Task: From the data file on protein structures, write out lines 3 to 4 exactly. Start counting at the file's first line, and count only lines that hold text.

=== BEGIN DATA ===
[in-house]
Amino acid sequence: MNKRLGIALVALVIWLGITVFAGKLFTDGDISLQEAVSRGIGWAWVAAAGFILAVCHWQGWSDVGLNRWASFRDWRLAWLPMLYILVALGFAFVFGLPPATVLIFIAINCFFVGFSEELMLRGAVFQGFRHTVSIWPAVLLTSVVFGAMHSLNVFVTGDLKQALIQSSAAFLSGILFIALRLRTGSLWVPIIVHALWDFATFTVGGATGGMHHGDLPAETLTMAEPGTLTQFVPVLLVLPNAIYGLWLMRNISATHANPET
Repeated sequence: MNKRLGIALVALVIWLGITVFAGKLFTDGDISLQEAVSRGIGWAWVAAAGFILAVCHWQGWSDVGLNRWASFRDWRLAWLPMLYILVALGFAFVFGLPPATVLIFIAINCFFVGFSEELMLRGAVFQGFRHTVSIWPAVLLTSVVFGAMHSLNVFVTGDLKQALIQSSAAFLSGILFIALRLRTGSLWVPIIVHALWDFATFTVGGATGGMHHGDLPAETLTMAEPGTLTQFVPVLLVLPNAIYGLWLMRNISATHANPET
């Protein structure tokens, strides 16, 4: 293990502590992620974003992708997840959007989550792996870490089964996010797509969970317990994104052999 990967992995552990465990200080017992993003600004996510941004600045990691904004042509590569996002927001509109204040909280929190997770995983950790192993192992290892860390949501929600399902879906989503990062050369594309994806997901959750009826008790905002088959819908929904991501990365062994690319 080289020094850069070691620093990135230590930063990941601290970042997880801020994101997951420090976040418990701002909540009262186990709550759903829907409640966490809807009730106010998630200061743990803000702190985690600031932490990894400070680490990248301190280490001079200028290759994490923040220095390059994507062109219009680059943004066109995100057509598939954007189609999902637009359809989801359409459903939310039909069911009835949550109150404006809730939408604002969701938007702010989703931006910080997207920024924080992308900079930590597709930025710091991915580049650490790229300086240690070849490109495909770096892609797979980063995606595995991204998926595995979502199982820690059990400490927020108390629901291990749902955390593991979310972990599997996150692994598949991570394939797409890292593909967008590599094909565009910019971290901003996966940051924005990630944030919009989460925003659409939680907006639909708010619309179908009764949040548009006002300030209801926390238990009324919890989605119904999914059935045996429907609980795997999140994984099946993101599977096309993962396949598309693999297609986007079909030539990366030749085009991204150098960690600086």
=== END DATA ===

Repeated sequence: MNKRLGIALVALVIWLGITVFAGKLFTDGDISLQEAVSRGIGWAWVAAAGFILAVCHWQGWSDVGLNRWASFRDWRLAWLPMLYILVALGFAFVFGLPPATVLIFIAINCFFVGFSEELMLRGAVFQGFRHTVSIWPAVLLTSVVFGAMHSLNVFVTGDLKQALIQSSAAFLSGILFIALRLRTGSLWVPIIVHALWDFATFTVGGATGGMHHGDLPAETLTMAEPGTLTQFVPVLLVLPNAIYGLWLMRNISATHANPET
């Protein structure tokens, strides 16, 4: 293990502590992620974003992708997840959007989550792996870490089964996010797509969970317990994104052999 990967992995552990465990200080017992993003600004996510941004600045990691904004042509590569996002927001509109204040909280929190997770995983950790192993192992290892860390949501929600399902879906989503990062050369594309994806997901959750009826008790905002088959819908929904991501990365062994690319 080289020094850069070691620093990135230590930063990941601290970042997880801020994101997951420090976040418990701002909540009262186990709550759903829907409640966490809807009730106010998630200061743990803000702190985690600031932490990894400070680490990248301190280490001079200028290759994490923040220095390059994507062109219009680059943004066109995100057509598939954007189609999902637009359809989801359409459903939310039909069911009835949550109150404006809730939408604002969701938007702010989703931006910080997207920024924080992308900079930590597709930025710091991915580049650490790229300086240690070849490109495909770096892609797979980063995606595995991204998926595995979502199982820690059990400490927020108390629901291990749902955390593991979310972990599997996150692994598949991570394939797409890292593909967008590599094909565009910019971290901003996966940051924005990630944030919009989460925003659409939680907006639909708010619309179908009764949040548009006002300030209801926390238990009324919890989605119904999914059935045996429907609980795997999140994984099946993101599977096309993962396949598309693999297609986007079909030539990366030749085009991204150098960690600086």